Tracy McGrady is starting a program to help young athletes from getting broke after their career is over

Tracy McGrady is starting a program to help young athletes from getting broke after their career is over

After his NBA career was over, Tracy McGrady got involved with various business and charity ventures. The most recent one is surrounding an instructional program that will keep young athletes from getting broke after their sports careers are over. That is a joint venture between McGrady and Grant Haas of the Haas Portman Familly Office who already have a significant portfolio, including Uber, ChefsFeed, and StatMuse.

McGrady became a partner with Haas Portman, and the program’s most significant value will be connecting former athletes and finance and venture capital business. McGrady will serve as a bridge between the financial world and the opportunities that are out there and former players who want to make good use of their money.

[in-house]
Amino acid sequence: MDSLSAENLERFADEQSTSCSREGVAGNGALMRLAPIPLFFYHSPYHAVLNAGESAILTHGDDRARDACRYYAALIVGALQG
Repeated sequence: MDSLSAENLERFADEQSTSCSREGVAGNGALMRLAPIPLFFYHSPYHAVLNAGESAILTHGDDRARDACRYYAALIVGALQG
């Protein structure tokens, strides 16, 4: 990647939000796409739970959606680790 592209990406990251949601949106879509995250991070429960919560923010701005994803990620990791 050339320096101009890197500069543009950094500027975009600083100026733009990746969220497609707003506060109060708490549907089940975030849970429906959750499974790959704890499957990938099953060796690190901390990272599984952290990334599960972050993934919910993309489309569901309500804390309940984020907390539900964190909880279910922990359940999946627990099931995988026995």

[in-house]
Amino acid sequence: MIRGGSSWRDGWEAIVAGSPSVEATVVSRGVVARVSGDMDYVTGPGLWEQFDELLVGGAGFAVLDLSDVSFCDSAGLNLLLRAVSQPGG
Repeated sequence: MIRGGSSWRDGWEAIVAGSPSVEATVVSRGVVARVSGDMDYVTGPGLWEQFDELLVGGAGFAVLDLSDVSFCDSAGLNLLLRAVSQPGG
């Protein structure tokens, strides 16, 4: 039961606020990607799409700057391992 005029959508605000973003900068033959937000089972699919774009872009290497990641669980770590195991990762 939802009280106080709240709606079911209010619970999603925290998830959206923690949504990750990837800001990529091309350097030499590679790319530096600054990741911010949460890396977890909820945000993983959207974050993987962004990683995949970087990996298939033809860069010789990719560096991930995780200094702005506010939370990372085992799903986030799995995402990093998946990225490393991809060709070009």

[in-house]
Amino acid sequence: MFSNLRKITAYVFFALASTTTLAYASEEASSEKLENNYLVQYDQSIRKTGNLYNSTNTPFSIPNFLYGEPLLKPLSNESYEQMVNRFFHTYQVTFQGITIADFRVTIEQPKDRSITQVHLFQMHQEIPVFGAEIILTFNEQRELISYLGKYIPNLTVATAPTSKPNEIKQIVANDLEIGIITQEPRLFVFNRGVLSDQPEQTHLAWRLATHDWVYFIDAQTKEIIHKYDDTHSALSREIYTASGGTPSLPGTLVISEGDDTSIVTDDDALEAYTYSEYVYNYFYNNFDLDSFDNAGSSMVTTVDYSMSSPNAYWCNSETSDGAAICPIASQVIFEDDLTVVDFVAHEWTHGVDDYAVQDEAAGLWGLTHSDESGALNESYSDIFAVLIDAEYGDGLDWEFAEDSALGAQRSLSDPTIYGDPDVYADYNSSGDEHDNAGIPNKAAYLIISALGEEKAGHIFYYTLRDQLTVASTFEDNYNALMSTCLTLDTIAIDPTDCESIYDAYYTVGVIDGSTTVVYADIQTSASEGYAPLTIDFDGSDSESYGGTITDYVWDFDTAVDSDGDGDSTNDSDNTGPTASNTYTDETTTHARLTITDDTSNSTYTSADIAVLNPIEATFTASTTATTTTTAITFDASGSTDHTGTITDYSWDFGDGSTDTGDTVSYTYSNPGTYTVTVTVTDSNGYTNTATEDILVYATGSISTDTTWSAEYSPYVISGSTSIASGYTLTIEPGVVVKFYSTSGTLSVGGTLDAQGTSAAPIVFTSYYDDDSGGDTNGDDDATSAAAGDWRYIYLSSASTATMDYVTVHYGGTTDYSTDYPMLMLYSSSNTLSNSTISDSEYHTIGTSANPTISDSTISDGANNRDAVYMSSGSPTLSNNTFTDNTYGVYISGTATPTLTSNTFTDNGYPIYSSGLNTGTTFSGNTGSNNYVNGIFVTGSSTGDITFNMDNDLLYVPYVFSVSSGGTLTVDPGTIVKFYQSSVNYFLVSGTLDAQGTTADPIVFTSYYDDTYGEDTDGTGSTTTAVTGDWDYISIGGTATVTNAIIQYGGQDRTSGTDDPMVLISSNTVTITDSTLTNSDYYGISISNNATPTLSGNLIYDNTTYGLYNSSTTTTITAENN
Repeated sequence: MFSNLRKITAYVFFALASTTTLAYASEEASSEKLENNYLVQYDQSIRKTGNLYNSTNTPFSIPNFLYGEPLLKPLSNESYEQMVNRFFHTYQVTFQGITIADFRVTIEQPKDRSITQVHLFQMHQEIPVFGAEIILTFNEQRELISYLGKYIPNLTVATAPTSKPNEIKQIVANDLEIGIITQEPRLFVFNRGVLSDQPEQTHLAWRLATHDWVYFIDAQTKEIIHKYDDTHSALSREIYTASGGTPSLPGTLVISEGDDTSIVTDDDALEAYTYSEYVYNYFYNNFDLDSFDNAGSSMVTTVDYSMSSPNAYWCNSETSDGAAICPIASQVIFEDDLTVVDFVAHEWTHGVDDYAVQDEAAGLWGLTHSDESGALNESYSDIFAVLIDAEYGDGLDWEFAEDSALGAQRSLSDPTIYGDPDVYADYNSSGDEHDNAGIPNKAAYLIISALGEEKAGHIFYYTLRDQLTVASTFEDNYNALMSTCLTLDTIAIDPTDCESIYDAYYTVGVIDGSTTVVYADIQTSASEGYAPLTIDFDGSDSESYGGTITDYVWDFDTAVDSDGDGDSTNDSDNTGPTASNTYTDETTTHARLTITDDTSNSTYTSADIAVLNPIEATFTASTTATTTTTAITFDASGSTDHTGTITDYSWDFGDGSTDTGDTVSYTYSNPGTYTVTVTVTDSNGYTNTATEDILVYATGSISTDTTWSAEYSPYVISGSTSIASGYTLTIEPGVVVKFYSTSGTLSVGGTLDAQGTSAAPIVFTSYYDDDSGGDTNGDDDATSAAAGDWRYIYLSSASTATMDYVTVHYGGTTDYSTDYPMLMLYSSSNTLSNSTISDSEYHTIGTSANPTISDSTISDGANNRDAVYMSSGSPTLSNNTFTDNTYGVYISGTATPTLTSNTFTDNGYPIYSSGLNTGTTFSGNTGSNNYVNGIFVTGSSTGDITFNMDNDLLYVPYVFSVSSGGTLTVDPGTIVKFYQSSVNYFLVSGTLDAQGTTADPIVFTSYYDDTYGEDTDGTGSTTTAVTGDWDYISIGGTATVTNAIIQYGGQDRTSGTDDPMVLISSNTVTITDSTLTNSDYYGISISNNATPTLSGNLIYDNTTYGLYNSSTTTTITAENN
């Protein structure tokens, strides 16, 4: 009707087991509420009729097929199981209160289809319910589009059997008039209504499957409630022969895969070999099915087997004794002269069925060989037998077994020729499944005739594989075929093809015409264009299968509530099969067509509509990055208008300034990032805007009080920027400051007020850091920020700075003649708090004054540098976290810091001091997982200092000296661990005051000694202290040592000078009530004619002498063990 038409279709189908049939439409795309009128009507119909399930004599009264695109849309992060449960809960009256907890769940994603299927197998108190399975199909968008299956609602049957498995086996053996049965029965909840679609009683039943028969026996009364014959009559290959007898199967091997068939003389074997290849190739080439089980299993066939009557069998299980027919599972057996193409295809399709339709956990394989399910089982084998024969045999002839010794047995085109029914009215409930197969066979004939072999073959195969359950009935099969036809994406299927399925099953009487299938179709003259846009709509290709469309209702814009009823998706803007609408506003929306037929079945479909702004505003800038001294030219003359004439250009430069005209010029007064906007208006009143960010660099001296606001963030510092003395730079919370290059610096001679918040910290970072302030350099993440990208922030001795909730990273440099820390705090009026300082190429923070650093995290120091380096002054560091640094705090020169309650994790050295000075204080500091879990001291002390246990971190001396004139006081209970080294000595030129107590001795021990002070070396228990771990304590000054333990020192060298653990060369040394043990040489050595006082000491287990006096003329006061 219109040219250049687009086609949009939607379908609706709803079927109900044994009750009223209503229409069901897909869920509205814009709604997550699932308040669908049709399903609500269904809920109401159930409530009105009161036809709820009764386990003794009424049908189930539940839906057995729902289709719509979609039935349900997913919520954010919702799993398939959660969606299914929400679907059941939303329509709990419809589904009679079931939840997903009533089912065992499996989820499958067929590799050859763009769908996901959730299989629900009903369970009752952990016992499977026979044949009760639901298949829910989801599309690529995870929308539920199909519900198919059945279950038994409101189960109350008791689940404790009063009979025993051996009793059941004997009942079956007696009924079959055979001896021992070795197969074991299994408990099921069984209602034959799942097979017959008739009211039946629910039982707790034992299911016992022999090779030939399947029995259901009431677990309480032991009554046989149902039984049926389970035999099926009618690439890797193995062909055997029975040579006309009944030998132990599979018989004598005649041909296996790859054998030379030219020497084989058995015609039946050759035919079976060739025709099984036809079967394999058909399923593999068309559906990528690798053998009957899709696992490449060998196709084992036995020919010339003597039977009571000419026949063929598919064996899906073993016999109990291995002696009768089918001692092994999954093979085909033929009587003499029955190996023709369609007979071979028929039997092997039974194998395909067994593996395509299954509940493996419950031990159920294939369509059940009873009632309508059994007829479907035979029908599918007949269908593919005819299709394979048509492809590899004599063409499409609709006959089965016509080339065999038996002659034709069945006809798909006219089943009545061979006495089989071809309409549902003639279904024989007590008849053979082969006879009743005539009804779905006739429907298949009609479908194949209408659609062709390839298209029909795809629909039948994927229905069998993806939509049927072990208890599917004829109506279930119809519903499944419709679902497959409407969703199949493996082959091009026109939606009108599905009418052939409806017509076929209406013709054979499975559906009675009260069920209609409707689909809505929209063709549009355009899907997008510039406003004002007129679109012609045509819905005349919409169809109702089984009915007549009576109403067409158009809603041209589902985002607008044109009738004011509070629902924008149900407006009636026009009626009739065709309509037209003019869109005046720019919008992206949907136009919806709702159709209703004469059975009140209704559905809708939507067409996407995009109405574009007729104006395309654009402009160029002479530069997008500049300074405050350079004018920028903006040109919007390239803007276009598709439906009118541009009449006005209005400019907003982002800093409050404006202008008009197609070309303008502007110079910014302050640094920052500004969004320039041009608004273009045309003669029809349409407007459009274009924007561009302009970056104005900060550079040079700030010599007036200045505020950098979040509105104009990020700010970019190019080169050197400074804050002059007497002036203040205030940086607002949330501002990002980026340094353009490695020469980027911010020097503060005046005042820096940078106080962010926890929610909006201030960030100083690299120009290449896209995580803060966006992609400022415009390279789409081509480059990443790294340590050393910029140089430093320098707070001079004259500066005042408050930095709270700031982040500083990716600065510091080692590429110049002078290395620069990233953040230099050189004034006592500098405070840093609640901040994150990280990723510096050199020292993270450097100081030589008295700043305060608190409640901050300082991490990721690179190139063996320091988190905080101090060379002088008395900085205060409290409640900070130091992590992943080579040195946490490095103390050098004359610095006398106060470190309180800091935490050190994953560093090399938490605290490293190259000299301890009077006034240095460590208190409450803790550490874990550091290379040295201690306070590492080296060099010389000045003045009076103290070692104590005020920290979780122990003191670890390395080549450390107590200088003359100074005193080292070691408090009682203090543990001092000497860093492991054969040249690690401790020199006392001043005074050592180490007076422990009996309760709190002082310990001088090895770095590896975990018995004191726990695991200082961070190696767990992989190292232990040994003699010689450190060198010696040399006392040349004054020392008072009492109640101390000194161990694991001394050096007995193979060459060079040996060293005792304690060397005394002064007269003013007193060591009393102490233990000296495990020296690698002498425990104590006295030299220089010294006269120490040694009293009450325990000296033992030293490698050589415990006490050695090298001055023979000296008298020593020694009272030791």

“You can relate to my story because I’ve made a lot of money. I’ve created a brand.

Even though there is a lot more emphasis on getting players educated and ready for their life after their careers as an athlete are over, a lot of them go bankrupt very fast. That is a problem that manifested itself across various sports, and the NBA is no exception. A lot of former NBA players bankrupt relatively soon after their careers were over, which triggers a lot of other problems as well. McGrady himself witnessed NBA players selling their championship rings because they ran out of money.

“There’s some guys that have made hundreds of millions of dollars and have been broke five years after retirement looking for loans. I’ve had so many guys come to me and needed a loan or wanted to sell championship rings and s*** to me. “It’s crazy the things that have come my way. And I’ve been a guy that’s maintained and elevated my lifestyle, even being retired six or seven years. So that will be my story to these guys. I didn’t have to change the way I’m living. I’m living the same way from when I was making $20, 30 million.”